The cost of studying English in the UK

When asking yourself how much it will cost to study English in the UK, a useful English expression comes to mind – how long is a piece of string?

In other words, there are so many factors to consider when working out how much it will cost that it is impossible to reach for one figure. By looking at each element individually however, we can get more of an idea about where most of our money will go.

Firstly, and probably the largest figure, is the cost of the course. This is easy to work out through the schools’ prospectuses. A part-time course of anything from six hours a week can begin as low as £30 per week. This figure obviously rises depending on the number of class hours. Some of the most popular courses are those offering around 20 class hours a week and can vary in price between £150 - £300 per week, depending on the number of weeks of the course. For full-time immersion courses, the cost can reach as high as £1,000 per week.

Secondly, check that materials such as textbooks and audio materials are included in the course. If not, these will need to be added into your budget and can be as much as £50. In addition, are exam fees included in the course fees, or do you need to pay for those separately? As an example, the Cambridge First Certificate (FCE) currently costs £90. Depending on the length of your stay in the UK, residence costs can also mount up. If you choose to lodge with a family, a good way of extending your use of English outside of the classroom, expect to pay between £70 and £150 per week. This does, however, include all meals and usually a cleaning and laundry service. If you decide to stay in student accommodation, expect to pay from £50 to £80 per week, depending on whether all or some meals are included.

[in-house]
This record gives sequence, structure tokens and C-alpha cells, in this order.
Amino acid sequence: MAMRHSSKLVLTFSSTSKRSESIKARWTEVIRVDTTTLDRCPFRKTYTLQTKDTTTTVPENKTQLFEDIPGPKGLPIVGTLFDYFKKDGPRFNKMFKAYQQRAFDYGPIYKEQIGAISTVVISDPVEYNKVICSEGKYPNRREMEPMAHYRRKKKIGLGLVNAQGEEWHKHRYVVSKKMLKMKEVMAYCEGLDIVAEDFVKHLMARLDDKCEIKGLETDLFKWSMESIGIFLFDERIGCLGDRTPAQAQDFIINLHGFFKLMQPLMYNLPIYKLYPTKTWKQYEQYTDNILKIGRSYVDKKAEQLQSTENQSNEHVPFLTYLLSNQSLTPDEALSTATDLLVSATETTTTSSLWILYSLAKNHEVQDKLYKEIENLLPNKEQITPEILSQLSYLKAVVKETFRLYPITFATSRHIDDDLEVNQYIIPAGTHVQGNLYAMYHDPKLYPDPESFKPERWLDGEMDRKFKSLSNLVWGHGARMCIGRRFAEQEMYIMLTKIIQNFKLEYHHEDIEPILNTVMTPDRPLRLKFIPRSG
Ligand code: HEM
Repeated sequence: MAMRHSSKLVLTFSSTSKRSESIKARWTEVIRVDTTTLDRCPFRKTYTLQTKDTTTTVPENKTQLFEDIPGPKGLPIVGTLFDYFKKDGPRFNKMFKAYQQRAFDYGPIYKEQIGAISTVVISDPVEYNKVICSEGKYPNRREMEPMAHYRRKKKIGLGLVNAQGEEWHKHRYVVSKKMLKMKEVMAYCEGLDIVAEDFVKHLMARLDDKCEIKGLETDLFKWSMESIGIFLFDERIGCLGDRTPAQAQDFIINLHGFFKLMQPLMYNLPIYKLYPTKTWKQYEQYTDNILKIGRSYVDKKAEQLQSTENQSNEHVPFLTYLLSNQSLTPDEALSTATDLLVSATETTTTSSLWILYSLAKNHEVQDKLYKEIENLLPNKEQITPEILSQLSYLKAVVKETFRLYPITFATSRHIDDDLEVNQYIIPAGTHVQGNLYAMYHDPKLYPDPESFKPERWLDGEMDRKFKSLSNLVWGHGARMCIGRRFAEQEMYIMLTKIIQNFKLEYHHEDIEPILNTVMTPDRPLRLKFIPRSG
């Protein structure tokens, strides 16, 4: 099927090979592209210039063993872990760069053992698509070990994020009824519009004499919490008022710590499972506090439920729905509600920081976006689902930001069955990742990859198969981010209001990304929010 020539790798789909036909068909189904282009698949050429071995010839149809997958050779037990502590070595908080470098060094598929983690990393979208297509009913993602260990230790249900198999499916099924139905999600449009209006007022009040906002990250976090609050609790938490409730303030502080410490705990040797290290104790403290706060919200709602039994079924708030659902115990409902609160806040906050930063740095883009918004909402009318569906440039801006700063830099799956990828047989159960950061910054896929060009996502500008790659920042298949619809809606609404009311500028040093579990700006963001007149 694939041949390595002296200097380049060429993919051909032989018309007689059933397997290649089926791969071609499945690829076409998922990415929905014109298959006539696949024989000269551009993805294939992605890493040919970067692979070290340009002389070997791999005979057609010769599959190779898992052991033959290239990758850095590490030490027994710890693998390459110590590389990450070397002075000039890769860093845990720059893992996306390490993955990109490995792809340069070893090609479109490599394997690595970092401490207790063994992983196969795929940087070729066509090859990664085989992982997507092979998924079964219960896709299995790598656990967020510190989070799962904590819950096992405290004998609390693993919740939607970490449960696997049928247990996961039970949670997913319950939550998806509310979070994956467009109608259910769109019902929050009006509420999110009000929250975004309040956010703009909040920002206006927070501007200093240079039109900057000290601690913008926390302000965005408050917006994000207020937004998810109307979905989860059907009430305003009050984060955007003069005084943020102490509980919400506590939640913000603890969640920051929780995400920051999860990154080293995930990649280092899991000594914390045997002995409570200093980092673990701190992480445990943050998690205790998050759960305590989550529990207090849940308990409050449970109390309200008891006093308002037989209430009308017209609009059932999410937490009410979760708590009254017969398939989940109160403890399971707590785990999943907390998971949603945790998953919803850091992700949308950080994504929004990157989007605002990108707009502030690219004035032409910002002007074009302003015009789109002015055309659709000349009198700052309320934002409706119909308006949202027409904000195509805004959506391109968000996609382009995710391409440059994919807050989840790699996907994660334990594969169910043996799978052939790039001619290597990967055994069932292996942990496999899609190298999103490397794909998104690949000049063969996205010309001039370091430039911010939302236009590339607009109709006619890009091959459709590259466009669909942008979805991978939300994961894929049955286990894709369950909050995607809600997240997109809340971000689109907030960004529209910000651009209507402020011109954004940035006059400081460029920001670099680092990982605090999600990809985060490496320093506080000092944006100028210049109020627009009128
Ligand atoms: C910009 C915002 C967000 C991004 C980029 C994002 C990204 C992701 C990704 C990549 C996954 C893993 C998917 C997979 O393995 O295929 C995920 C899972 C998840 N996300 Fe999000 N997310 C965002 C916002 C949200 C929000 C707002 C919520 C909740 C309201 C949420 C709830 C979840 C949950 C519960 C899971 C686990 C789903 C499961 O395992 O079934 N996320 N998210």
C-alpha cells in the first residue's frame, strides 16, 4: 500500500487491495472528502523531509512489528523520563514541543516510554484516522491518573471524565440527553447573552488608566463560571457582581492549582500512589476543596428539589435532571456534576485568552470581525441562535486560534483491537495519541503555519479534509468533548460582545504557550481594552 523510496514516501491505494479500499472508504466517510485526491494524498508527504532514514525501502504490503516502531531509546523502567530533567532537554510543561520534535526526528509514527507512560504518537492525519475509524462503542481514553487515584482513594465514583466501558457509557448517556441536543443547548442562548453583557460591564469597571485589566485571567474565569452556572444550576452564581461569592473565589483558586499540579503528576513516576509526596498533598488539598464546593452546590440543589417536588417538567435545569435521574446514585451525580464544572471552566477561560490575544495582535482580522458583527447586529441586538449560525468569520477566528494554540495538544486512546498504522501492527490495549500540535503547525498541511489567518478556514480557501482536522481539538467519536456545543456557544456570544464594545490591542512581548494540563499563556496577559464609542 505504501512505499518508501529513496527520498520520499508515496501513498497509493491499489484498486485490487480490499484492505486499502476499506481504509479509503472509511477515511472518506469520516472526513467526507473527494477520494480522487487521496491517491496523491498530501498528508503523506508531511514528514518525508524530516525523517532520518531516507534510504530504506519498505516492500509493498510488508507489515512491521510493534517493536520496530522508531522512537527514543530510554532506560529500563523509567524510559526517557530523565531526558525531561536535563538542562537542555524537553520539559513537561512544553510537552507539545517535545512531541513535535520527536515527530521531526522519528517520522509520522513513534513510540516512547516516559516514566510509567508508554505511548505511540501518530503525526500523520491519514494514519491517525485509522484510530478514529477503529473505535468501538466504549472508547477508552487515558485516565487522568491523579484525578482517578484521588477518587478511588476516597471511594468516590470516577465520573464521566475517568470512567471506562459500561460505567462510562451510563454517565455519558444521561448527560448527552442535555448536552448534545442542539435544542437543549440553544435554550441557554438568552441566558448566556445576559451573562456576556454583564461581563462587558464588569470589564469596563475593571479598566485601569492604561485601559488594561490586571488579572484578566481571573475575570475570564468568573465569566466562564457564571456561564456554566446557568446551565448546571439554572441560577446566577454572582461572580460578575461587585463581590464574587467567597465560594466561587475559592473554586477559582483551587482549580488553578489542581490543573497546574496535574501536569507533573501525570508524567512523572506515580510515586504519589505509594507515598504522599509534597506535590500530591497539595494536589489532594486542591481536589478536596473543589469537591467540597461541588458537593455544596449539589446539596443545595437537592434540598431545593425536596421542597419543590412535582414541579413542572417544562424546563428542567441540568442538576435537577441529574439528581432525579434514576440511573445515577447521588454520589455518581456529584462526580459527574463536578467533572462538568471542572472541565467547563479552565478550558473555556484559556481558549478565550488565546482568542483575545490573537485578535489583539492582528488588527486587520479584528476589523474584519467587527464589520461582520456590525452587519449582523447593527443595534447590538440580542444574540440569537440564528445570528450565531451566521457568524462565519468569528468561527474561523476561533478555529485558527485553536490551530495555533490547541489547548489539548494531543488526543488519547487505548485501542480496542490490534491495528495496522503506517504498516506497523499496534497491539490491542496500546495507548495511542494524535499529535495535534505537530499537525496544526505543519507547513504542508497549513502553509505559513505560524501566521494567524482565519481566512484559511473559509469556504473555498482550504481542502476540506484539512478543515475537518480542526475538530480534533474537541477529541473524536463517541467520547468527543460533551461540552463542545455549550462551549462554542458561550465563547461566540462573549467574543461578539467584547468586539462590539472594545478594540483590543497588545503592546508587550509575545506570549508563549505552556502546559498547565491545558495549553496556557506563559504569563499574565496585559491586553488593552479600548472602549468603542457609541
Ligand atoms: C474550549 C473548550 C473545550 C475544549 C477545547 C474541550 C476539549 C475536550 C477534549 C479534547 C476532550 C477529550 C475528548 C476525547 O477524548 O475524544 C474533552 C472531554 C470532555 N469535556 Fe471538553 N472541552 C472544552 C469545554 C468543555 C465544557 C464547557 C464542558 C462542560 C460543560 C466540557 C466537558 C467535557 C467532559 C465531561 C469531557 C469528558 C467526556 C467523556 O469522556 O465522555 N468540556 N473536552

A Bed & Breakfast charges around £25 per night, but as the name suggests, only breakfast is provided and you would have to pay for lunch and evening meals. Hotels are another option: comfortable, yet much more expensive. You may feel your time will be dominated by classes, yet your free time is also an important factor when budgeting. The UK is not a cheap country, although it has become very accessible to Europeans with the current exchange rate between the Pound and the Euro. However, you will probably find that many things are more expensive in the UK than in your own country.

Public transport is not so heavily subsidised as in some other countries, and if you are staying a distance from your school, you daily travelling costs can soon mount up. Eating out is also considered fairly expensive. Expect to pay anything from a minimum of £20 for a meal, not including drinks.

The area of the country you are studying in will greatly affect the amount of money you spend in your leisure time. London is considered not only the most expensive city in the UK, but also one of the most expensive in the world. If you are studying in the north of England, or even Scotland, Wales or Northern Ireland, you will find that you money goes much further.